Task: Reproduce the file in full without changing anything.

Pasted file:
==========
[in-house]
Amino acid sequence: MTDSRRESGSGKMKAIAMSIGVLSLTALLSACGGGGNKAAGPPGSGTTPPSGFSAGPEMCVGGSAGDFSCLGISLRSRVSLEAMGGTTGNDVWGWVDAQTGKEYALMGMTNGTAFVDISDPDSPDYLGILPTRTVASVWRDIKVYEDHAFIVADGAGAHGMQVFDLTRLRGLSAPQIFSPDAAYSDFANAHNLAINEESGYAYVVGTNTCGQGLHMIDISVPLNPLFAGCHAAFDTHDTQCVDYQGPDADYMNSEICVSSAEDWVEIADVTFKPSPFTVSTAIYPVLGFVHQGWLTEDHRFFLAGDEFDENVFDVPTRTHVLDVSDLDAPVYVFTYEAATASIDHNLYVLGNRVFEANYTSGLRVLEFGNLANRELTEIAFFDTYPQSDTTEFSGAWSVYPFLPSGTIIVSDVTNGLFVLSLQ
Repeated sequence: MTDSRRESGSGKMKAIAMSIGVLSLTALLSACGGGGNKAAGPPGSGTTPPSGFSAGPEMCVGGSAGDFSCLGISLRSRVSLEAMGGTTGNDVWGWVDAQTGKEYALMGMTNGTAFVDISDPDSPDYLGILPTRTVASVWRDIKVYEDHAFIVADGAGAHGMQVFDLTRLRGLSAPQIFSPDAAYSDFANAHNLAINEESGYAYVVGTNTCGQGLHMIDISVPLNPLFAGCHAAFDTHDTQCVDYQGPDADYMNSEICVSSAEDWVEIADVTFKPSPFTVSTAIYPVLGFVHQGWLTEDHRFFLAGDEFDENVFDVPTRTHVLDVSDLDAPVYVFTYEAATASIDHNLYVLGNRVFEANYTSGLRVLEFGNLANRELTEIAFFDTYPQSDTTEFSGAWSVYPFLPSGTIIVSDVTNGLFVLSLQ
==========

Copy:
[in-house]
Amino acid sequence: MTDSRRESGSGKMKAIAMSIGVLSLTALLSACGGGGNKAAGPPGSGTTPPSGFSAGPEMCVGGSAGDFSCLGISLRSRVSLEAMGGTTGNDVWGWVDAQTGKEYALMGMTNGTAFVDISDPDSPDYLGILPTRTVASVWRDIKVYEDHAFIVADGAGAHGMQVFDLTRLRGLSAPQIFSPDAAYSDFANAHNLAINEESGYAYVVGTNTCGQGLHMIDISVPLNPLFAGCHAAFDTHDTQCVDYQGPDADYMNSEICVSSAEDWVEIADVTFKPSPFTVSTAIYPVLGFVHQGWLTEDHRFFLAGDEFDENVFDVPTRTHVLDVSDLDAPVYVFTYEAATASIDHNLYVLGNRVFEANYTSGLRVLEFGNLANRELTEIAFFDTYPQSDTTEFSGAWSVYPFLPSGTIIVSDVTNGLFVLSLQ
Repeated sequence: MTDSRRESGSGKMKAIAMSIGVLSLTALLSACGGGGNKAAGPPGSGTTPPSGFSAGPEMCVGGSAGDFSCLGISLRSRVSLEAMGGTTGNDVWGWVDAQTGKEYALMGMTNGTAFVDISDPDSPDYLGILPTRTVASVWRDIKVYEDHAFIVADGAGAHGMQVFDLTRLRGLSAPQIFSPDAAYSDFANAHNLAINEESGYAYVVGTNTCGQGLHMIDISVPLNPLFAGCHAAFDTHDTQCVDYQGPDADYMNSEICVSSAEDWVEIADVTFKPSPFTVSTAIYPVLGFVHQGWLTEDHRFFLAGDEFDENVFDVPTRTHVLDVSDLDAPVYVFTYEAATASIDHNLYVLGNRVFEANYTSGLRVLEFGNLANRELTEIAFFDTYPQSDTTEFSGAWSVYPFLPSGTIIVSDVTNGLFVLSLQ